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Precipitation in the small intestine may play a more important role in the in vivo performance of poorly soluble weak bases in the fasted state: case example nelfinavir.
Eur J Pharm Biopharm. 2011 Oct; 79(2):349-56.EJ

Abstract

The aim of this study was to evaluate the utility of biorelevant dissolution tests coupled with in silico simulation technology to forecast in vivo bioperformance of poorly water-soluble bases, using nelfinavir mesylate as a model compound. An in silico physiologically based pharmacokinetic (PBPK) model for poorly water-soluble, weakly basic drugs was used to generate plasma profiles of nelfinavir by coupling dissolution results and estimates of precipitation with standard gastrointestinal (GI) parameters and the disposition pharmacokinetics of nelfinavir. In vitro dissolution of nelfinavir mesylate film-coated tablets was measured in biorelevant and compendial media. Drug precipitation in the small intestine was estimated from crystal growth theory. GI parameters (gastric emptying rate and fluid volume) appropriate to the dosing conditions (fasting and fed states) were used in the PBPK model. The disposition parameters of nelfinavir were estimated by fitting compartmental models to the in vivo oral PK data. The in vivo performance in each prandial state was simulated with the PBPK model, and predicted values for AUC and C(max) were compared to observed values. Dissolution results in FaSSIF-V2 and FeSSIF-V2, simulating the fasting and fed small intestinal conditions, respectively, correctly predicted that there would be a positive food effect for nelfinavir mesylate, but overestimated the food effect observed in healthy human volunteers. In order to better predict the food effect, an in silico PBPK simulation model using STELLA® software was evolved. Results with the model indicated that invoking drug precipitation in the small intestine is necessary to describe the in vivo performance of nelfinavir mesylate in the fasted state, whereas a good prediction under fed state conditions is obtained without assuming any precipitation. In vitro-in silico-in vivo relationships (IVISIV-R) may thus be a helpful tool in understanding the critical parameters that affect the oral absorption of poorly soluble weak bases.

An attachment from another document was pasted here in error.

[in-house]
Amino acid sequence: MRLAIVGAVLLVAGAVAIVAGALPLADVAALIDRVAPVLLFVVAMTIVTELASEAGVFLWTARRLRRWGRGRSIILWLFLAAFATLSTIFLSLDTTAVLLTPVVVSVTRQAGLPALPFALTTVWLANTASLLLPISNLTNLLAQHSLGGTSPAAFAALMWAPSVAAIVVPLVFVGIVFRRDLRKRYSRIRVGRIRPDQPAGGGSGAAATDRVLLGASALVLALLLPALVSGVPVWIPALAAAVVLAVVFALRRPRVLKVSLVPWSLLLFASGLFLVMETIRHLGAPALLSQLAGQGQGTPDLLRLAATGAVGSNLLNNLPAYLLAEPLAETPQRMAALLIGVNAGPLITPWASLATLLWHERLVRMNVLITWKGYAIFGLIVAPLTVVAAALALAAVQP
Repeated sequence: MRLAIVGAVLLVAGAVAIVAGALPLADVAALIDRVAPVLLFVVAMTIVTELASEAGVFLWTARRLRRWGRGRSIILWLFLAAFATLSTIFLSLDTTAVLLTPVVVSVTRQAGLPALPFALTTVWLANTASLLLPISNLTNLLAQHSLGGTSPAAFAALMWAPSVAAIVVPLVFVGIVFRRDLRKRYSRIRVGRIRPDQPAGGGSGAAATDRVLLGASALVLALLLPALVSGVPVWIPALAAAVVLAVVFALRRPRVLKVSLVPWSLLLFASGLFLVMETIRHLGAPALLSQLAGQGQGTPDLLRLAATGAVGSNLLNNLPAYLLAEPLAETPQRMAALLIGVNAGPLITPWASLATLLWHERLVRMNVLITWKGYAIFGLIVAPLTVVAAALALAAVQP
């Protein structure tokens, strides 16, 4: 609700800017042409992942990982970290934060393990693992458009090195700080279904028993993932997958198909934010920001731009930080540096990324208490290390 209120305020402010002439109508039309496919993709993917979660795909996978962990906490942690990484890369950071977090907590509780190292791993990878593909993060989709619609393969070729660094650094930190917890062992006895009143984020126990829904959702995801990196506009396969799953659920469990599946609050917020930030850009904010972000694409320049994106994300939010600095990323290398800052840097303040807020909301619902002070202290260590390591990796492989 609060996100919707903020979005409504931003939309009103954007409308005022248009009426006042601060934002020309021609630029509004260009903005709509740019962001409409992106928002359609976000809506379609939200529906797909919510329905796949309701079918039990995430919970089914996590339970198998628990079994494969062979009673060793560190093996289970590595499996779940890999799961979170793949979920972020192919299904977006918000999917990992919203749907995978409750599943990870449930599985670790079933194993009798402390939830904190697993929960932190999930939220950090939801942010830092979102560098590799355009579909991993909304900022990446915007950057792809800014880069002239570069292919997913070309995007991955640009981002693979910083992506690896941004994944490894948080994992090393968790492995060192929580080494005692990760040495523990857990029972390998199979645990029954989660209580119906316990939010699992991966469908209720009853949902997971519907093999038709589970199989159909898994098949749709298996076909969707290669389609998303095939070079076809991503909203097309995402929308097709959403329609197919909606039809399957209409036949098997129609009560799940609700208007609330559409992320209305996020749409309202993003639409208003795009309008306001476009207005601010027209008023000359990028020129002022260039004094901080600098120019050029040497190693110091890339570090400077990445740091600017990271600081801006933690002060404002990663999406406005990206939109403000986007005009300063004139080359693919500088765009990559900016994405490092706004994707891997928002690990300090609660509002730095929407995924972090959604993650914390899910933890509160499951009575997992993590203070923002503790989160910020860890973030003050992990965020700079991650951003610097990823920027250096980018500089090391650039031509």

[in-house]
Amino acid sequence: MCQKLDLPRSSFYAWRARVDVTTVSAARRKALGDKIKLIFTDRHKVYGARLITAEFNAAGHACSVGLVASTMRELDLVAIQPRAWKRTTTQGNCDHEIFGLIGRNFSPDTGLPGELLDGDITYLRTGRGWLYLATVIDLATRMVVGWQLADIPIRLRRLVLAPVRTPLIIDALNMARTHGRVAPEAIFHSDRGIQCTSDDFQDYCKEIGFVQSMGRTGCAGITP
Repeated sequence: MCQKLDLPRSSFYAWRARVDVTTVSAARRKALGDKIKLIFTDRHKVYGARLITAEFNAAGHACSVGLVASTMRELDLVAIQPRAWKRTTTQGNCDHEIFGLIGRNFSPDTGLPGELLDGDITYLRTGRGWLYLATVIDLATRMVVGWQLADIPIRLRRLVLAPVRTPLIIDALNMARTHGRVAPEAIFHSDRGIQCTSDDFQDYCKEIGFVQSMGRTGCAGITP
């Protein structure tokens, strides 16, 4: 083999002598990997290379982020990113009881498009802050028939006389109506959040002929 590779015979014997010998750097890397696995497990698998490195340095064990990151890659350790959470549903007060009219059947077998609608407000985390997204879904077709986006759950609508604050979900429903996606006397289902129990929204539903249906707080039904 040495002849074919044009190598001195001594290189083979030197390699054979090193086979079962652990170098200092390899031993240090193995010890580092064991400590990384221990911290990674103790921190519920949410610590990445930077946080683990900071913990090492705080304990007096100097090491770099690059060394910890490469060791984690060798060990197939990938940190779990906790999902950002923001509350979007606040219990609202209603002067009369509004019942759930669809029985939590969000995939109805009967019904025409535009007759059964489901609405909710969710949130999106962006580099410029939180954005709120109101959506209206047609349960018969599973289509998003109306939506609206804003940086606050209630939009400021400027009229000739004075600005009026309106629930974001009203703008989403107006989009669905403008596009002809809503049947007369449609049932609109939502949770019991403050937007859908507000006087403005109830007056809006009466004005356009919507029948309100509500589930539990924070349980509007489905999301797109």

Authors+Show Affiliations

Institute of Pharmaceutical Technology, Goethe University, Frankfurt am Main, Germany.No affiliation info availableNo affiliation info available

Pub Type(s)

Journal Article
Randomized Controlled Trial

Language

eng

PubMed ID

21527341

Citation

Shono, Yasushi, et al. "Precipitation in the Small Intestine May Play a More Important Role in the in Vivo Performance of Poorly Soluble Weak Bases in the Fasted State: Case Example Nelfinavir." European Journal of Pharmaceutics and Biopharmaceutics : Official Journal of Arbeitsgemeinschaft Fur Pharmazeutische Verfahrenstechnik E.V, vol. 79, no. 2, 2011, pp. 349-56.
Shono Y, Jantratid E, Dressman JB. Precipitation in the small intestine may play a more important role in the in vivo performance of poorly soluble weak bases in the fasted state: case example nelfinavir. Eur J Pharm Biopharm. 2011;79(2):349-56.
Shono, Y., Jantratid, E., & Dressman, J. B. (2011). Precipitation in the small intestine may play a more important role in the in vivo performance of poorly soluble weak bases in the fasted state: case example nelfinavir. European Journal of Pharmaceutics and Biopharmaceutics : Official Journal of Arbeitsgemeinschaft Fur Pharmazeutische Verfahrenstechnik E.V, 79(2), 349-56. https://doi.org/10.1016/j.ejpb.2011.04.005